SNAPS In Focus: The Case Against Laws that Criminalize Homelessness
As we were thinking about priority topics to include in this In Focus series, we returned again and again to the intersection between the homeless services system and the criminal justice system. Things like discharge planning, the definition of an institution, and how we work with the Department of Justice came up – but the most compelling and, frankly, the most disturbing topic that emerged is the increase in laws and practices that criminalize homelessness and therefore adversely impact people experiencing homelessness across the country. We thought it was time to talk about it.
As all of you know, people experiencing homelessness are often forced to sleep in public spaces, such as parks and sidewalks, or in abandoned buildings. Across the country, communities have implemented laws and policies that criminalize homelessness as a means to move people out of these locations. According to a recent report by the National Law Center on Homelessness and Poverty (who collaborated with us on this message), No Safe Place: The Criminalization of Homelessness in U.S. Cities, there has been a significant increase in city-wide bans on camping, loitering, and begging in public areas. This increase in city-wide bans shows that the nature of criminalization is changing and that many cities are resorting to measures that prohibit life sustaining activities throughout entire communities, effectively criminalizing people’s need to survive.
A growing body of research comparing the cost of homelessness, including the cost of criminal justice involvement, with the cost of providing housing to homeless people shows that housing is the most affordable option. With state and local budgets stretched to their limit, rational, cost-effective policies are needed – not ineffective measures that waste precious taxpayer dollars. So not only are these practices inhumane, they are short-sighted and ultimately not cost-effective.
Criminalization measures do not prevent or end homelessness; they only exacerbate existing problems. After people experiencing homelessness are arrested, they are returned to their communities, still with nowhere to live and now laden with financial obligations, such as court fees, that they cannot pay. Moreover, criminal convictions – even for minor crimes – can create barriers to obtaining critical public benefits, employment, or housing, thus making homelessness more difficult to escape.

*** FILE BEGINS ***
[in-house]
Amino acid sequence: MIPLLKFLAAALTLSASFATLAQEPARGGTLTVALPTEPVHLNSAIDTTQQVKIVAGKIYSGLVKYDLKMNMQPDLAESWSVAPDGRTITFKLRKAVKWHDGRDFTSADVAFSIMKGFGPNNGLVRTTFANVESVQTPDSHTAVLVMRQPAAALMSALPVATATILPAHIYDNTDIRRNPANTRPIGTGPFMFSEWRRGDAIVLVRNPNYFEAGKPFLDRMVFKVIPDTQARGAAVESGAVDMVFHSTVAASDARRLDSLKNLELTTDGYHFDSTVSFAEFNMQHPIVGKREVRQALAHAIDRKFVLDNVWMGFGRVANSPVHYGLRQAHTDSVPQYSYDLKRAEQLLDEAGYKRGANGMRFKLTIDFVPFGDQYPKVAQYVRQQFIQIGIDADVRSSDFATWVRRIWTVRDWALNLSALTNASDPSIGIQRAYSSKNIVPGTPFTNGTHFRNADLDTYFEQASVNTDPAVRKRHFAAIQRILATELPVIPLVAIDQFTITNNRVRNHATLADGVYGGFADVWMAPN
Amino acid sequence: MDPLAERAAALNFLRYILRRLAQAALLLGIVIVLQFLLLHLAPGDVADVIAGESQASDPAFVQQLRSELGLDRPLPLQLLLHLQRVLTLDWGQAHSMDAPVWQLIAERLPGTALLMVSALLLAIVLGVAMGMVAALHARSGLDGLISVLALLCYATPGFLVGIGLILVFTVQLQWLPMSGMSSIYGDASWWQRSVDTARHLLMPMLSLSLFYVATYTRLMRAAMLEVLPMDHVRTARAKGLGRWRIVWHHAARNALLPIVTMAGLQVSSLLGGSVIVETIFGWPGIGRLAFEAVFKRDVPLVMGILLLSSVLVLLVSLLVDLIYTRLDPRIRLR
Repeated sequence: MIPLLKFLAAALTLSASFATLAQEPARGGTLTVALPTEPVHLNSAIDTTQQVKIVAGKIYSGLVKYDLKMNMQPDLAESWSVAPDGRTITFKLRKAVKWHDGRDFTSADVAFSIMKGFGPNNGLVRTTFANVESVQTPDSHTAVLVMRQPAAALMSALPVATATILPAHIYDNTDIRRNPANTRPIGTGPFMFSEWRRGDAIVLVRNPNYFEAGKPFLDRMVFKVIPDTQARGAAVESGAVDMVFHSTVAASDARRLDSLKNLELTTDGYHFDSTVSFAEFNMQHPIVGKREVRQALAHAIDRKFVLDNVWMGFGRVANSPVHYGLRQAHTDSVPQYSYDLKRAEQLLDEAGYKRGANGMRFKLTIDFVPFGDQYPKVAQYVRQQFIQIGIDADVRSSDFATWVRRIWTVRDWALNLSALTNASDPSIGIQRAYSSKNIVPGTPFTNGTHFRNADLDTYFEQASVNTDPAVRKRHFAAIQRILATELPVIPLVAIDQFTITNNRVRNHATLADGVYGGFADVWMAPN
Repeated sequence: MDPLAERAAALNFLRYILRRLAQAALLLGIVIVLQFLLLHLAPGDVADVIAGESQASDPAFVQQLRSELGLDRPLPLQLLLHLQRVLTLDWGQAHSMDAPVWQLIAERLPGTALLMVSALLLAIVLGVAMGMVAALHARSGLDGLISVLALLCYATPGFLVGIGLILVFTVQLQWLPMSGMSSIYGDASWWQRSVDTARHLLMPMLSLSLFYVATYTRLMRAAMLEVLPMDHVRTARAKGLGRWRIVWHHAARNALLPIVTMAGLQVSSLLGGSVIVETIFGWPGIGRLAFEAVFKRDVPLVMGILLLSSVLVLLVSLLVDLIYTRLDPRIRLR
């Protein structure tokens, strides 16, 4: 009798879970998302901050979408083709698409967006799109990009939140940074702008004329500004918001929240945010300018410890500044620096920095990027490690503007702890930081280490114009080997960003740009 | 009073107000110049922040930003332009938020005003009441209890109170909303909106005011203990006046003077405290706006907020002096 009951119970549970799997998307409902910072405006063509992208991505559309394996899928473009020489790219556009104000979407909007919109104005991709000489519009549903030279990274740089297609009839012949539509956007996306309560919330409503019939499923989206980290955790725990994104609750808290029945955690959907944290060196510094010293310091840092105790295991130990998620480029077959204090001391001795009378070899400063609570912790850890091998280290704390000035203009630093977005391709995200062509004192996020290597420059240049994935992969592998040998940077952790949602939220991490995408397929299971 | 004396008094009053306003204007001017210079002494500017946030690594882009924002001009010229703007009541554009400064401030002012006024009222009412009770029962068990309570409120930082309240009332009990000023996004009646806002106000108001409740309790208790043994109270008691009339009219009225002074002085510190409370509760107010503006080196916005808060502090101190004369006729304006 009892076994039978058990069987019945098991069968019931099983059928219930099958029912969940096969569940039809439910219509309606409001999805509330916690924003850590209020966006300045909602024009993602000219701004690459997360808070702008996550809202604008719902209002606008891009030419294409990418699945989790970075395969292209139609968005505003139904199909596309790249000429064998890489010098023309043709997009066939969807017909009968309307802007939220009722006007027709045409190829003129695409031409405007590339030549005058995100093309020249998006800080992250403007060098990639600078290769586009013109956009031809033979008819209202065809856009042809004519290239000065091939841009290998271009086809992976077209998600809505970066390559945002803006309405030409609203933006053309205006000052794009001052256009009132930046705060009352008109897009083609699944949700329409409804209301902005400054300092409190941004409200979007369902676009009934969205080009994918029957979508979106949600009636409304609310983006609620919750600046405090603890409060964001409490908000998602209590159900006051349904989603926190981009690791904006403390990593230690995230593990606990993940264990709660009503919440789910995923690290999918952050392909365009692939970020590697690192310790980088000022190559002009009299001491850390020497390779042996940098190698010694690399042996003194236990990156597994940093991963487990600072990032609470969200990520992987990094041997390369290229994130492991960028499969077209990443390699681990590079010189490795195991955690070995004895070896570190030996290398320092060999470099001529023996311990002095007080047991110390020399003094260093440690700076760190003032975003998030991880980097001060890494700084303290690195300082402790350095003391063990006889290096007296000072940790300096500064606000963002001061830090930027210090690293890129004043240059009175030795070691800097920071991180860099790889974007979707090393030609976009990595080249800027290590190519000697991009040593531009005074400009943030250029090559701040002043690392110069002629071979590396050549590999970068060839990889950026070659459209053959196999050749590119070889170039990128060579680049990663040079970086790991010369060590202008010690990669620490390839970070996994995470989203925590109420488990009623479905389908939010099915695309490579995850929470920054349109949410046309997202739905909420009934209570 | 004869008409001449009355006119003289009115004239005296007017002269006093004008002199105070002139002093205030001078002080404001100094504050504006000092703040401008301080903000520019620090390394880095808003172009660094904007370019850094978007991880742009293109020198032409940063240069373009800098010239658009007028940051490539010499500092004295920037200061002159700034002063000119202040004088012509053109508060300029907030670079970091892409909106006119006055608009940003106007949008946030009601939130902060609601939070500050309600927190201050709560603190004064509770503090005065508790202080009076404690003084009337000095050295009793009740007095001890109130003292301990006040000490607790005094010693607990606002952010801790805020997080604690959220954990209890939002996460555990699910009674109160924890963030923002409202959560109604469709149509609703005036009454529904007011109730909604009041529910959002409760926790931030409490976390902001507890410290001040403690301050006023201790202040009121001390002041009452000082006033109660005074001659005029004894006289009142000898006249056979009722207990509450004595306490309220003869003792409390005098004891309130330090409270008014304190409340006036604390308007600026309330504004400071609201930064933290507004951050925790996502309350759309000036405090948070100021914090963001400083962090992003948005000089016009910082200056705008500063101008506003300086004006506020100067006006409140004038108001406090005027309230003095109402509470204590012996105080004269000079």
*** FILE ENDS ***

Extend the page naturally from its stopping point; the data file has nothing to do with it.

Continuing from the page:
Criminalization is not the answer to meeting the needs of cities that are concerned about homelessness. There are sensible, cost-effective, and humane solutions to homelessness, which a number of cities have pursued. In 2012, the United States Interagency Council on Homelessness (USICH), in partnership with Department of Justice and HUD, published Searching out Solutions: Constructive Alternatives to Criminalization, which outlines “alternatives for communities who implement local measures that criminalize ‘acts of living’". Searching Out Solutions emphasizes a human rights approach to ending homelessness and points out that criminalization measures are not aligned with this approach.
I urge homeless service providers and leaders in every community to consider this issue in the context of your work on strategic resource allocation. Talk about it within your CoC, and engage your public sector members in a discussion about how to work with elected officials, the police and other stakeholders to avoid these practices. Continue to educate the community about why this issue is important.
We all know that the solution to street and unsheltered homelessness is to achieve the goals of Opening Doors by providing permanent housing for people sleeping on the streets, not criminalizing their very existence.
As always, thank you for your service to people who are experiencing homeless.
Ann Marie Oliva
Deputy Assistant Secretary for Special Needs
Acting Director, Office of Special Needs Assistance Programs
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